Review | Cruella | 2021
Just when it seemed like the idea of Disney live action remakes/reimaginings had gone completely creatively bankrupt, along comes Craig Gillespie's Cruella, a surprisingly nimble origin story for infamous 101 Dalmatians villain, Cruella DeVil. While Maleficent (2014), and its sequel, Maleficent: Mistress of Evil (2019), sought to upend its source material's narrative by turning its villain into the hero, Cruella takes a different approach, not trying to justify her evil deeds as much as explain them - giving her a Devil Wears Prada-esque origin story that pits the aspiring fashionista and budding villain Estella (Emma Stone) against a ruthless, established fashion designer (Emma Thompson) in a battle for dominance of the London fashion scene.
Nevertheless, it's difficult not to like a film that allows Emma Stone and Emma Thompson to chew the scenery in this way. Glenn Close may forever be the definitive live-action Cruella, but there's a certain delight to be had in watching these two world class actresses having the time of their lives as two cutthroat fashionistas willing to do anything it takes to be number one, even if that means leaving a few dead bodies in their wake. It's all surprisingly dark for a Disney film, but one has to give credit to Gillespie, who made an unsympathetic character like Tonya Harding so complex and nuanced in I, Tonya, for humanizing Cruella without excusing her actions.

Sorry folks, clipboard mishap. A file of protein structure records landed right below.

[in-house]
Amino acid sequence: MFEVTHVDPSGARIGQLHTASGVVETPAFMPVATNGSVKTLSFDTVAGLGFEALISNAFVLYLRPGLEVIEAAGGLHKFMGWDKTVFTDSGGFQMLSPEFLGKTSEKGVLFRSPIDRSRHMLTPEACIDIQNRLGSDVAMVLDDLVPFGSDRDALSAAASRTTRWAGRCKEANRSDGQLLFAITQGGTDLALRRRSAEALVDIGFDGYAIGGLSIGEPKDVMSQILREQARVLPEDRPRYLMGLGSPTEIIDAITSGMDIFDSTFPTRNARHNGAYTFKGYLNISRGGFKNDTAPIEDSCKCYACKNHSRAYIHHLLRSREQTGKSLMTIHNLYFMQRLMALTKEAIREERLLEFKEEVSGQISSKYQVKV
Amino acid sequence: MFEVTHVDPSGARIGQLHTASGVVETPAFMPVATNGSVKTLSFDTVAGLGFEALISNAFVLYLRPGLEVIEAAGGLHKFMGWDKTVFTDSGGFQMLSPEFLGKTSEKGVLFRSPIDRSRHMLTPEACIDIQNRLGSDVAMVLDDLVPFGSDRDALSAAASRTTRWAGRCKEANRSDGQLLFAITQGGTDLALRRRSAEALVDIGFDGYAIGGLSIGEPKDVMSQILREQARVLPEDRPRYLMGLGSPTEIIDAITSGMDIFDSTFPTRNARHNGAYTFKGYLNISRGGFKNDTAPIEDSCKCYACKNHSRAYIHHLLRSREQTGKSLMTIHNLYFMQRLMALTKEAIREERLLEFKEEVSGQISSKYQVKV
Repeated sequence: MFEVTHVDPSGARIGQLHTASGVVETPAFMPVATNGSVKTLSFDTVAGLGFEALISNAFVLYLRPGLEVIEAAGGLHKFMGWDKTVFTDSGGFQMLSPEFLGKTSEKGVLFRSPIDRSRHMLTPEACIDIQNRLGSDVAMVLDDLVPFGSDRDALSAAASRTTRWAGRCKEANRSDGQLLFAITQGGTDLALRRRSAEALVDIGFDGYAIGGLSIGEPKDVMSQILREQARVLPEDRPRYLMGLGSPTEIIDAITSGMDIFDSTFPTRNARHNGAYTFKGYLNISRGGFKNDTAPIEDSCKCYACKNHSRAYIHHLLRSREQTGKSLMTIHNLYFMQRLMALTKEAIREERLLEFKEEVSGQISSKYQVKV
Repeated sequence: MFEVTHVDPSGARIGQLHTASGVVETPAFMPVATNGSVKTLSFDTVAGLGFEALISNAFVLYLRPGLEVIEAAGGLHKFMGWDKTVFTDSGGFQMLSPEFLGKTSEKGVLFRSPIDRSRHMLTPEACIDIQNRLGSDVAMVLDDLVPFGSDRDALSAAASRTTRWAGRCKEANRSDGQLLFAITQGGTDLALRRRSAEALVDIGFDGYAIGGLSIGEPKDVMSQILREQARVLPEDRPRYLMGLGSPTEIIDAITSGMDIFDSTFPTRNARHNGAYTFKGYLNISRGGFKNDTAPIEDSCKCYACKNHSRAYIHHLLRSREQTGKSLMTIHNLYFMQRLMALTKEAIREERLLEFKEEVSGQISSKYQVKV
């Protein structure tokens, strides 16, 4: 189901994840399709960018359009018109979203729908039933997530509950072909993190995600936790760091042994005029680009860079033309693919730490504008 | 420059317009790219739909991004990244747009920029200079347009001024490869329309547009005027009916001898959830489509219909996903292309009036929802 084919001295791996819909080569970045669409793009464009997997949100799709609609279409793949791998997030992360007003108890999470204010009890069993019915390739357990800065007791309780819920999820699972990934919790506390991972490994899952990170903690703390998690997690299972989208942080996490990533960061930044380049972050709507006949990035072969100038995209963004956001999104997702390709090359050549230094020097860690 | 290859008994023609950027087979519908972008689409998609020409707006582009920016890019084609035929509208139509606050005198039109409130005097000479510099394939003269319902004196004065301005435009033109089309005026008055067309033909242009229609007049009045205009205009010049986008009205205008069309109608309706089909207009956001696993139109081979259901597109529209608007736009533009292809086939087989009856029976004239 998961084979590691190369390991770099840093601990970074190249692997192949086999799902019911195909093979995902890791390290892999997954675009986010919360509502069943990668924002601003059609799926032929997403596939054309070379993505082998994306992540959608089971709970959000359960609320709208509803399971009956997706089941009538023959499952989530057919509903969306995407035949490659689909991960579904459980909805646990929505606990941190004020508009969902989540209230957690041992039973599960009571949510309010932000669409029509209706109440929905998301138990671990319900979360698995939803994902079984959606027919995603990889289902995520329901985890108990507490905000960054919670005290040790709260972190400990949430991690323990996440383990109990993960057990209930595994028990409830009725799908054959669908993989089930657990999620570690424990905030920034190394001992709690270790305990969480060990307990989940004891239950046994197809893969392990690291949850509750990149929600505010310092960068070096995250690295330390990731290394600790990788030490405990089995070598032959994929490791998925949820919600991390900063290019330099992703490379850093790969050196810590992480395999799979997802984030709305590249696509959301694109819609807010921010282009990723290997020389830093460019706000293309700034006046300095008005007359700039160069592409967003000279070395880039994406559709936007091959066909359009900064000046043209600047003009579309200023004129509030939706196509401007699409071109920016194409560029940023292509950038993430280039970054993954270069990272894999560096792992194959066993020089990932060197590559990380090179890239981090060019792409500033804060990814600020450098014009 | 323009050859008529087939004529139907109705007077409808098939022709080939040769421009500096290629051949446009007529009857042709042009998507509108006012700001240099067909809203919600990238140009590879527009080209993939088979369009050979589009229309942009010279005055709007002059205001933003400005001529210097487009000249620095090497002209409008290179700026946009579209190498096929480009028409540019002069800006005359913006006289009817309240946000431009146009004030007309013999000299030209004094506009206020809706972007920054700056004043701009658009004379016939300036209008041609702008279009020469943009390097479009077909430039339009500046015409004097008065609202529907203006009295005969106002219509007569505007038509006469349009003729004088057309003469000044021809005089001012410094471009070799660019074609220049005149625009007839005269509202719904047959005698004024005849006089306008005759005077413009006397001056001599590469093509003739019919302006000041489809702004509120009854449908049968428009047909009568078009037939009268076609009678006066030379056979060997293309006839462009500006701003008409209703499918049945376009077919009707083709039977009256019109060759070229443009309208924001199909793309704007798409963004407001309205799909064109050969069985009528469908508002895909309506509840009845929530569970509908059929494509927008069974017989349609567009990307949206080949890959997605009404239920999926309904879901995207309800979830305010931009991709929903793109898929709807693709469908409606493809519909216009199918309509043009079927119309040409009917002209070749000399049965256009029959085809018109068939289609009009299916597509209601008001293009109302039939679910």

Stone is terrific in the role, but its Thompson who steals the show, managing to channel both Meryl Streep's Miranda Priestly from The Devil Wears Prada and Daniel Day-Lewis' Reynolds Woodcock from Phantom Thread into a new, deliciously megalomaniacal creation. Come for the lead performances, stay for the sumptuous costumes by Jenny Beavan that seem to top themselves in each subsequent scene. It ultimately may not be reinventing the wheel, but Gillespie manages to breathe enough new life into Disney's live action remake formula with some stylistic tweaks and a darker, more grown up tone that is a consistent pleasure to watch. It may not be punk rock, its Disney for chrissakes, but I'll take this over their dreary shot for shot remakes of animated classics like Beauty and the Beast and The Lion King any day.